Scott Snyder: It’s also, at its core, it’s a story about the feeling…I know I’ve had those times in my life when you kind of wake up having tried something new or explored something that you were excited to sort of venture out and try and suddenly finding only horrifying answers about yourself, the nature of things and finding yourself in a dark place where every road seems to lead back to that same sense of failure and doom. Where you see no way out and just ugly versions of yourself and ugly endings for yourself and it’s very hard to find your way out of that sometimes. So for me, especially as a kid and now certainly as an adult, one of the things I look back on in the comics that really helped me when I was younger, everything from Infinity Gauntlet, Secret Wars; They were huge cosmic lunacy, you know.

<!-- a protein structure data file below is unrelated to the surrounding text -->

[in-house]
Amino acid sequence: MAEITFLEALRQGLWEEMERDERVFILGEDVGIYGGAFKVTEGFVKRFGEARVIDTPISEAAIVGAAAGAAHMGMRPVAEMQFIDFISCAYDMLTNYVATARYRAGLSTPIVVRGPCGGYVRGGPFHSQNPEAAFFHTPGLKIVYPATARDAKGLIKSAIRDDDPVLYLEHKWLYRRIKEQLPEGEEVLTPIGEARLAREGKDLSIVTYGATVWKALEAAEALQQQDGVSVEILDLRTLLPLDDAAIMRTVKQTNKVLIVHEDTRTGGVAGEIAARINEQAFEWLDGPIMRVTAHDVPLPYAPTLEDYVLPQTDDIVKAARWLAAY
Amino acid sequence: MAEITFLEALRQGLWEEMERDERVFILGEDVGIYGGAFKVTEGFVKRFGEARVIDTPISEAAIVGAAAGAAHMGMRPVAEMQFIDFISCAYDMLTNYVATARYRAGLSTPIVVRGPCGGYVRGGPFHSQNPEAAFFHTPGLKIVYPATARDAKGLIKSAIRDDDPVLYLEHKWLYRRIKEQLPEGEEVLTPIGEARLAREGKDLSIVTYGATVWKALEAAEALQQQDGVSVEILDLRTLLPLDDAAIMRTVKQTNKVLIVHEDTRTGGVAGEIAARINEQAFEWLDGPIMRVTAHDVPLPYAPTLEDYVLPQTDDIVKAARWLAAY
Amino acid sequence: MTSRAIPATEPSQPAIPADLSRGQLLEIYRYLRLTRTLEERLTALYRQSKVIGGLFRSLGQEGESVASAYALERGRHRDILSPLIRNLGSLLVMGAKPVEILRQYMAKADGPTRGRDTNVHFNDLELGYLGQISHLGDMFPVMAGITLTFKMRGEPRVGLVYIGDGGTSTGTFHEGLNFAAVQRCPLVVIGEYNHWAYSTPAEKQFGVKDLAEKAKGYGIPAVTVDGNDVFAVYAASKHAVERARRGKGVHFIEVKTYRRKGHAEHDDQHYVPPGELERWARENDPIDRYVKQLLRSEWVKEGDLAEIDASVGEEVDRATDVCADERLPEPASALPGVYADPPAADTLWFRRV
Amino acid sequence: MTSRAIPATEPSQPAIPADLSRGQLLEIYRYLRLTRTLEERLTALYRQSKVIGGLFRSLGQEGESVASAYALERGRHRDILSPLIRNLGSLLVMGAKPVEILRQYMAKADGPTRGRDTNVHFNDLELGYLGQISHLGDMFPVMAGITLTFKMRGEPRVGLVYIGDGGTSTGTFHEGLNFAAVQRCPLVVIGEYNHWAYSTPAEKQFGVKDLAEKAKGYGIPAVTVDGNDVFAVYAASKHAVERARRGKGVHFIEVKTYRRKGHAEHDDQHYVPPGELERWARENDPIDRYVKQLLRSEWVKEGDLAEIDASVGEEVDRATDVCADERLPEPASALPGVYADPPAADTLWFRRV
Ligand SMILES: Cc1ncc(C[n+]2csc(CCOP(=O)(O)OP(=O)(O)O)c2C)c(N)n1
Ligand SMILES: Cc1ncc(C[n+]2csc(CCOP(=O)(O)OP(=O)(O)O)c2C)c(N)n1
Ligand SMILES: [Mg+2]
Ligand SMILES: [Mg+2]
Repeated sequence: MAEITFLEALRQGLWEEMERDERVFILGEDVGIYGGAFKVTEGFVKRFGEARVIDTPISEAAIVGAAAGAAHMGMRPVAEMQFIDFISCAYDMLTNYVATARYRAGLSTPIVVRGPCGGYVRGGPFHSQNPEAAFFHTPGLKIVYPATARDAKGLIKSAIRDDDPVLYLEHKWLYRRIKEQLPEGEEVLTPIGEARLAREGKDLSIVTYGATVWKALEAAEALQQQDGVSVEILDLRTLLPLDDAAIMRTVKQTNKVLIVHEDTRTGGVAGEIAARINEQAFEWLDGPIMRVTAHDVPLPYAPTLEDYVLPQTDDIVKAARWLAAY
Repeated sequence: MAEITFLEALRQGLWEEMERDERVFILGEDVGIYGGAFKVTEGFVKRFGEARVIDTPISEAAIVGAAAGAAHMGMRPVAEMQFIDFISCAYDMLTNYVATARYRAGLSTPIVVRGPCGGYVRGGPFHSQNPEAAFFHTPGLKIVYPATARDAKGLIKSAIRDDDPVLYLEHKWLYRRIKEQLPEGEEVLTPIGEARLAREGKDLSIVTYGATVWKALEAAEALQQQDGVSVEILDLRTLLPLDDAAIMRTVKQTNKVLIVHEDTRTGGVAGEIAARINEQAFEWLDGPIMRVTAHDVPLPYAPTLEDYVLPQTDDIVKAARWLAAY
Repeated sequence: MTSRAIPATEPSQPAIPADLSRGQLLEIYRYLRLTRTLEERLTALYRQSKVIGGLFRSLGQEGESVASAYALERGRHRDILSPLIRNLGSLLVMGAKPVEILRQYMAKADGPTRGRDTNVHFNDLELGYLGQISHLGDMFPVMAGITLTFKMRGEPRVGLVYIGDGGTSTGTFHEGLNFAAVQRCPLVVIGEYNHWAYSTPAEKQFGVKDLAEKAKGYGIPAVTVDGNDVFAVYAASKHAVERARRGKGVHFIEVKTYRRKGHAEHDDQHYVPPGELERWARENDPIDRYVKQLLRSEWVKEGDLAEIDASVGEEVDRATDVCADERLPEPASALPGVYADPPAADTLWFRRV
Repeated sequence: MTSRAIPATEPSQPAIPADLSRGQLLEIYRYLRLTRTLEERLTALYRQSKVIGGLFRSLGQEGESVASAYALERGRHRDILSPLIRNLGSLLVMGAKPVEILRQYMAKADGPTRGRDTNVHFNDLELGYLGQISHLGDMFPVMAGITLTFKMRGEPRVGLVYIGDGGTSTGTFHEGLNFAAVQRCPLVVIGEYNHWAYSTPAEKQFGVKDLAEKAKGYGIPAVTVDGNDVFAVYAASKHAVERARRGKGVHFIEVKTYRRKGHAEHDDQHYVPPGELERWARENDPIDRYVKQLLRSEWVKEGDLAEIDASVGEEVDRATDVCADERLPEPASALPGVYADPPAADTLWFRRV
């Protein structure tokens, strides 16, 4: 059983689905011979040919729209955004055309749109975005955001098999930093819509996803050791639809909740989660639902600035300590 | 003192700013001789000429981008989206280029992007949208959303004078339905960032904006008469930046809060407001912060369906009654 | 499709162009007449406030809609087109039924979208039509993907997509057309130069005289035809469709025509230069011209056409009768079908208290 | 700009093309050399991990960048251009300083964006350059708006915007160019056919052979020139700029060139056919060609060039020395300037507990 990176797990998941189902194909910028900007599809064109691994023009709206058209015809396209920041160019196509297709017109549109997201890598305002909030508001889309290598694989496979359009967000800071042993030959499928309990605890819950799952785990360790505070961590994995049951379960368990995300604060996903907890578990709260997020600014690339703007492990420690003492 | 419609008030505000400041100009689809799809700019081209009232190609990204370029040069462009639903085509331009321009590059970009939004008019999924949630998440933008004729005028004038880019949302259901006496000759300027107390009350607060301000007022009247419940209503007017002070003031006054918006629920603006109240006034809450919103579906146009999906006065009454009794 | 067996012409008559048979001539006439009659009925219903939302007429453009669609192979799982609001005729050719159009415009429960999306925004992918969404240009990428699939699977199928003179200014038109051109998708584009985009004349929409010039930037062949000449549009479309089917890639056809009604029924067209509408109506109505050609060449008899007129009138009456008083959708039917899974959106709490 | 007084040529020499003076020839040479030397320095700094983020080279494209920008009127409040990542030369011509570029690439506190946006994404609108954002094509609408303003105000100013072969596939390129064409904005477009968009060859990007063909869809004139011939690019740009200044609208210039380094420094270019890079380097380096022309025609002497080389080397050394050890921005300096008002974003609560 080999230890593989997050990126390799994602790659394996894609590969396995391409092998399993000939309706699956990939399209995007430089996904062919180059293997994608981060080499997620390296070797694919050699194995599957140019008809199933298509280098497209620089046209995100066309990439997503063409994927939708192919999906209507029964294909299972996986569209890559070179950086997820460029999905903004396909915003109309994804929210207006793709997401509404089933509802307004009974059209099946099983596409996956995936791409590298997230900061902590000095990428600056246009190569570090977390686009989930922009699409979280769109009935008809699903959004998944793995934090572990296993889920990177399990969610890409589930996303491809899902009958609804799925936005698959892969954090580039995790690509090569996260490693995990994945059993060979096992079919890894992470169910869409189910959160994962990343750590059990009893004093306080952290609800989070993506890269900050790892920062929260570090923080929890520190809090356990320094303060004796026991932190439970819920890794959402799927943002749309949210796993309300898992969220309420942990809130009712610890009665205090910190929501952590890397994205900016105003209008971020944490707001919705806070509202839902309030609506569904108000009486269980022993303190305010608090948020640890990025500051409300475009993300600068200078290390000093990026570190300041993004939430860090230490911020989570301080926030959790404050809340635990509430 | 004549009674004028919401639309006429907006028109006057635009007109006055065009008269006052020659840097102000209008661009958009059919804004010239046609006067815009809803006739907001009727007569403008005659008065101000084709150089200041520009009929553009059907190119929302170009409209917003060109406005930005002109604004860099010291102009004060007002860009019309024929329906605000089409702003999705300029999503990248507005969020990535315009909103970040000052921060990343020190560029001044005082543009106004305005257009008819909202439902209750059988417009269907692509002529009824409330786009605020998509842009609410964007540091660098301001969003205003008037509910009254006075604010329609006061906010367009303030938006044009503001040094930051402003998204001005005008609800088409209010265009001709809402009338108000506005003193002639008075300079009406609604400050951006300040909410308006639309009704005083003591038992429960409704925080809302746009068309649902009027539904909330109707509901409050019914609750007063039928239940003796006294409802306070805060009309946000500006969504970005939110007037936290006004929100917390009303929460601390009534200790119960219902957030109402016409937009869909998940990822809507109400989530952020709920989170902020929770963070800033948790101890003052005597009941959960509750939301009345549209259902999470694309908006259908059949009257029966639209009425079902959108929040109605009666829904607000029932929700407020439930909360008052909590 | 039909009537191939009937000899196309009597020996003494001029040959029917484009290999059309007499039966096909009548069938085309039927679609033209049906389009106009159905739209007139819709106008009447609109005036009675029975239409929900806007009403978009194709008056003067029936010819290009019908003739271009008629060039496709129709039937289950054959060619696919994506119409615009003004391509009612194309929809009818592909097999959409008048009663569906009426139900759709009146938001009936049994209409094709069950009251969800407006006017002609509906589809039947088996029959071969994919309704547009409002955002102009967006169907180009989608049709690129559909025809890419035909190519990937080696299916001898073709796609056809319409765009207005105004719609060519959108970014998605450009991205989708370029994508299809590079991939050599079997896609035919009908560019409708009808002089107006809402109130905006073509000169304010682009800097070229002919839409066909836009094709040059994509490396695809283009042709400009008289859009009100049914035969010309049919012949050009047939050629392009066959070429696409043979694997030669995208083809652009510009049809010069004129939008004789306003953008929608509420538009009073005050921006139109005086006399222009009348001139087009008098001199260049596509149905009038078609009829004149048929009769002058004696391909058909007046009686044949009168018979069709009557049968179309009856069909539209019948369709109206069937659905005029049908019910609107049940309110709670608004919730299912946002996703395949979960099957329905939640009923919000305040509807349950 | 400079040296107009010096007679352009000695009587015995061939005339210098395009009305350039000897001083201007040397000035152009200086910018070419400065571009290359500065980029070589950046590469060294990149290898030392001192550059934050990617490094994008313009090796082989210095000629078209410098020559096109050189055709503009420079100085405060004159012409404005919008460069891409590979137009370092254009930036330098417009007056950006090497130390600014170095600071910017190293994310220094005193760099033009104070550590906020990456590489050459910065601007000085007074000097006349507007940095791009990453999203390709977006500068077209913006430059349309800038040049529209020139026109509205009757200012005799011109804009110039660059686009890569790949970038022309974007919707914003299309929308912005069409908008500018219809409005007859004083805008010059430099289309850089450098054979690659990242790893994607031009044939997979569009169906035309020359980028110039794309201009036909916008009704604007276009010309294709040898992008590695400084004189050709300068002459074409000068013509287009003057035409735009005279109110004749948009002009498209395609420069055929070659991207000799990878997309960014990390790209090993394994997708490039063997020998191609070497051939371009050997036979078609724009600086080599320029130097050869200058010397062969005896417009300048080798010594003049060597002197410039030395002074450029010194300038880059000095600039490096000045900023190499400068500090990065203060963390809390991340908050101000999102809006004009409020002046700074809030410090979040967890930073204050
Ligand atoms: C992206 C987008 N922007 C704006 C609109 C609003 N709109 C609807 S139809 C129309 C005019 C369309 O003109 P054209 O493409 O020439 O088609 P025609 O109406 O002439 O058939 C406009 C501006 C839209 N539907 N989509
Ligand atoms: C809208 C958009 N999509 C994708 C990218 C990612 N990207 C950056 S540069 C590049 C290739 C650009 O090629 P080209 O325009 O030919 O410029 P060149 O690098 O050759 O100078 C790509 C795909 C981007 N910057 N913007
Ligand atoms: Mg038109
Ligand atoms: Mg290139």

Crisis on Infinite Earths. These things were out of control in terms of their scope and soap operatic sensibility and the insanity they embraced as part of the storytelling DNA of comics. Metal is really a celebration of that too. Ultimately, it’s a very simple thing. It shows how dark things can fell, but it also embraces the fun, grandeur and majesty of comic book storytelling. I am really grateful that fans have responded to it. I didn’t expect it to do half as well as it has or the tie-ins to sell out. Any of that stuff. We feel like the luckiest guys with the best fans in the world. So we’ll certainly try and keep it up.